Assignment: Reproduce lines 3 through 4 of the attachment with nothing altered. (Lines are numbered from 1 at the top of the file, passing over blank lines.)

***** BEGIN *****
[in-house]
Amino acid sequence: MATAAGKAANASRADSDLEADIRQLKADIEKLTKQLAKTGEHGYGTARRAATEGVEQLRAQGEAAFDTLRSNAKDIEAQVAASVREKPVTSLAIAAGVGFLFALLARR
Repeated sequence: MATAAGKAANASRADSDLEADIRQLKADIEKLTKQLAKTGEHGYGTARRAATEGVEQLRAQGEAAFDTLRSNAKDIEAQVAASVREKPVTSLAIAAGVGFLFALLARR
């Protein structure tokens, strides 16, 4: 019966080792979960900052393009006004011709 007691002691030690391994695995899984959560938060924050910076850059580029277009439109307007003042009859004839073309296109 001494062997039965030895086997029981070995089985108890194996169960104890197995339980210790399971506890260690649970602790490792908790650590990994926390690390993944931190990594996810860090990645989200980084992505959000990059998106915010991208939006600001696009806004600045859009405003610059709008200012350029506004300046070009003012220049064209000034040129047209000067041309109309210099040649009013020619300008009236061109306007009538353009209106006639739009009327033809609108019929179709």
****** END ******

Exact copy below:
Repeated sequence: MATAAGKAANASRADSDLEADIRQLKADIEKLTKQLAKTGEHGYGTARRAATEGVEQLRAQGEAAFDTLRSNAKDIEAQVAASVREKPVTSLAIAAGVGFLFALLARR
């Protein structure tokens, strides 16, 4: 019966080792979960900052393009006004011709 007691002691030690391994695995899984959560938060924050910076850059580029277009439109307007003042009859004839073309296109 001494062997039965030895086997029981070995089985108890194996169960104890197995339980210790399971506890260690649970602790490792908790650590990994926390690390993944931190990594996810860090990645989200980084992505959000990059998106915010991208939006600001696009806004600045859009405003610059709008200012350029506004300046070009003012220049064209000034040129047209000067041309109309210099040649009013020619300008009236061109306007009538353009209106006639739009009327033809609108019929179709």